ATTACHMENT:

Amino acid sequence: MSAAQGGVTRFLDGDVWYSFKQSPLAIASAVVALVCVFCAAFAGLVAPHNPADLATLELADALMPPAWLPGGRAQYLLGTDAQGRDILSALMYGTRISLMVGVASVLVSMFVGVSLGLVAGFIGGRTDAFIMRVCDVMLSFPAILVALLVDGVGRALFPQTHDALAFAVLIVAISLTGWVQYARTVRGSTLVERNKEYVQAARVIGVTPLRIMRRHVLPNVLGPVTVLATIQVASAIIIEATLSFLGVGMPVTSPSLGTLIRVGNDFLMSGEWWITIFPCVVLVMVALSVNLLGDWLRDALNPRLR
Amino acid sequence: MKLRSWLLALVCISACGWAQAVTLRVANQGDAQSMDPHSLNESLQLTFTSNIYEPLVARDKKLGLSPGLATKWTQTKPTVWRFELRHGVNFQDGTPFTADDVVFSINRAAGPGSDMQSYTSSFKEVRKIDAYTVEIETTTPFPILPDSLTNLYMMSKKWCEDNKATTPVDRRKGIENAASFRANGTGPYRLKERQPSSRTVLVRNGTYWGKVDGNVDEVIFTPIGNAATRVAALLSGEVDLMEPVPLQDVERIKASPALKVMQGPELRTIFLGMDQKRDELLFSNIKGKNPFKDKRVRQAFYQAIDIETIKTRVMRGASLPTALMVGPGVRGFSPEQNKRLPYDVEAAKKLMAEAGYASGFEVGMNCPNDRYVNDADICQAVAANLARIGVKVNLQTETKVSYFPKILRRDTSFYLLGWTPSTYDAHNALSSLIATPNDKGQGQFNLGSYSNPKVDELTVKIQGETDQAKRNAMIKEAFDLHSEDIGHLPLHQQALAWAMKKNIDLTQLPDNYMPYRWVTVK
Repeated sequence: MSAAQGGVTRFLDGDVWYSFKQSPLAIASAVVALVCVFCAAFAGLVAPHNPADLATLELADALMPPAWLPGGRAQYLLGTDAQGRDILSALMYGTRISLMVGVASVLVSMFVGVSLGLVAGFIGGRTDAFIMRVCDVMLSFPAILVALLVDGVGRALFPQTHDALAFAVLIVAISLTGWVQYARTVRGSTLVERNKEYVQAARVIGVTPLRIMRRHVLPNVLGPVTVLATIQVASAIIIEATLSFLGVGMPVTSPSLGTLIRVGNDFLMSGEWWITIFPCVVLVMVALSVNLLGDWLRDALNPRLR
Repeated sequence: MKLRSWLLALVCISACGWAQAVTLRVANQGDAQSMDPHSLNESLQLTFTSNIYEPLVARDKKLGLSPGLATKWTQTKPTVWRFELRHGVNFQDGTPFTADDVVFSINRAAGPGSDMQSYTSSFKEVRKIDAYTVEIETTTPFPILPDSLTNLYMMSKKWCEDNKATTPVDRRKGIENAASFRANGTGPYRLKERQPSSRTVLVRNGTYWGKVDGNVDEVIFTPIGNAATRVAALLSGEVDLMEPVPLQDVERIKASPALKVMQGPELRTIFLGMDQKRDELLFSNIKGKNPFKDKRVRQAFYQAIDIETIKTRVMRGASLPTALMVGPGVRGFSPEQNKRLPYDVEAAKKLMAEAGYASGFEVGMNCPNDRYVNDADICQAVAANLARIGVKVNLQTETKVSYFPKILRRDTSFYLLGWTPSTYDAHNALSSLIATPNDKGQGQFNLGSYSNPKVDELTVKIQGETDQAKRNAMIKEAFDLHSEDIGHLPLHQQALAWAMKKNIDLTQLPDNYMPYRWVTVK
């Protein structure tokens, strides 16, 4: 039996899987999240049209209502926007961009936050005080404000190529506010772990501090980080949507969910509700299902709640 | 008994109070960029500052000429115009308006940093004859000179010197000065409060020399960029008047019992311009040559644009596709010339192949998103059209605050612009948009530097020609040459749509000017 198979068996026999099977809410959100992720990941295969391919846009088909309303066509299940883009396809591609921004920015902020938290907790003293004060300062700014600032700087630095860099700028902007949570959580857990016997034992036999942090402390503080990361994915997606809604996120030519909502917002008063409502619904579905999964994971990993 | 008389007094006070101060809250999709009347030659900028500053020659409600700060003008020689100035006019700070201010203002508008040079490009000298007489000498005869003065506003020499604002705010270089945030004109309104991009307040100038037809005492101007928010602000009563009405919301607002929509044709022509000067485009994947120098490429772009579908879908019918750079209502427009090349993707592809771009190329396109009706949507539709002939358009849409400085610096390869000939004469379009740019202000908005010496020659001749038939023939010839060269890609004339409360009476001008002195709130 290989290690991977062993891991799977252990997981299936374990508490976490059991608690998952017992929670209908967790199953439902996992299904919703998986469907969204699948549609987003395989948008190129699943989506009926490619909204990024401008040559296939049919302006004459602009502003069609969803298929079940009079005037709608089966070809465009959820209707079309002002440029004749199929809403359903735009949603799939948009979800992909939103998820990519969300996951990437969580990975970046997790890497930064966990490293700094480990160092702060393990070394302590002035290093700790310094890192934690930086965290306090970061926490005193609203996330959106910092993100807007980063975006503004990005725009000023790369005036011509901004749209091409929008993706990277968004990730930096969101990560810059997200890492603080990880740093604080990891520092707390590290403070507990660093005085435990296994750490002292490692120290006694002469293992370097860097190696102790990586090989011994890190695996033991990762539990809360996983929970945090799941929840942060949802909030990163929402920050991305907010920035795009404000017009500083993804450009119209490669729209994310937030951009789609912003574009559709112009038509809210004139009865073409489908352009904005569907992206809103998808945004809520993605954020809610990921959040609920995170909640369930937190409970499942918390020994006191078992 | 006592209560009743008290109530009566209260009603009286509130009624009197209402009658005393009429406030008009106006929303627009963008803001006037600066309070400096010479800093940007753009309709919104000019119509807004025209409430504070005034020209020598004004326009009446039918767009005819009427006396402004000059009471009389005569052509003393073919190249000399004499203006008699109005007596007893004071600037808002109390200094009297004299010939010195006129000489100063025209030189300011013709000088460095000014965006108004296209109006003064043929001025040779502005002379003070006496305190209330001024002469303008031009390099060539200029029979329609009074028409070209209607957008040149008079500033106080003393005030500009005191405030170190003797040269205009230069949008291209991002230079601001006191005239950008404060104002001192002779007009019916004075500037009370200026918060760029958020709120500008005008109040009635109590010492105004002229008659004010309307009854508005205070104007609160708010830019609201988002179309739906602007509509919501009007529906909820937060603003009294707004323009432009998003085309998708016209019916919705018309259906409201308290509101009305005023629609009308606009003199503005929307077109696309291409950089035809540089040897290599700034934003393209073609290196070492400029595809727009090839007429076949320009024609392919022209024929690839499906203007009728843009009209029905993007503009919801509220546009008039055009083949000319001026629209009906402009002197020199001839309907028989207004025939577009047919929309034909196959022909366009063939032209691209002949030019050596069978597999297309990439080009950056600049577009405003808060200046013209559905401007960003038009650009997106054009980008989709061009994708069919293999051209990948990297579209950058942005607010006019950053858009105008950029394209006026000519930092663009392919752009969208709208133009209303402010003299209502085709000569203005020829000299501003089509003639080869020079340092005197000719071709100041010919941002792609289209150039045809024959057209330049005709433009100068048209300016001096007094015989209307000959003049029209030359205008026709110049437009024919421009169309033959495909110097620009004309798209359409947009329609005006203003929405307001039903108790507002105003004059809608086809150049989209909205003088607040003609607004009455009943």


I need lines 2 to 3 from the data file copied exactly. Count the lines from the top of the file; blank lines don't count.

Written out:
Amino acid sequence: MKLRSWLLALVCISACGWAQAVTLRVANQGDAQSMDPHSLNESLQLTFTSNIYEPLVARDKKLGLSPGLATKWTQTKPTVWRFELRHGVNFQDGTPFTADDVVFSINRAAGPGSDMQSYTSSFKEVRKIDAYTVEIETTTPFPILPDSLTNLYMMSKKWCEDNKATTPVDRRKGIENAASFRANGTGPYRLKERQPSSRTVLVRNGTYWGKVDGNVDEVIFTPIGNAATRVAALLSGEVDLMEPVPLQDVERIKASPALKVMQGPELRTIFLGMDQKRDELLFSNIKGKNPFKDKRVRQAFYQAIDIETIKTRVMRGASLPTALMVGPGVRGFSPEQNKRLPYDVEAAKKLMAEAGYASGFEVGMNCPNDRYVNDADICQAVAANLARIGVKVNLQTETKVSYFPKILRRDTSFYLLGWTPSTYDAHNALSSLIATPNDKGQGQFNLGSYSNPKVDELTVKIQGETDQAKRNAMIKEAFDLHSEDIGHLPLHQQALAWAMKKNIDLTQLPDNYMPYRWVTVK
Repeated sequence: MSAAQGGVTRFLDGDVWYSFKQSPLAIASAVVALVCVFCAAFAGLVAPHNPADLATLELADALMPPAWLPGGRAQYLLGTDAQGRDILSALMYGTRISLMVGVASVLVSMFVGVSLGLVAGFIGGRTDAFIMRVCDVMLSFPAILVALLVDGVGRALFPQTHDALAFAVLIVAISLTGWVQYARTVRGSTLVERNKEYVQAARVIGVTPLRIMRRHVLPNVLGPVTVLATIQVASAIIIEATLSFLGVGMPVTSPSLGTLIRVGNDFLMSGEWWITIFPCVVLVMVALSVNLLGDWLRDALNPRLR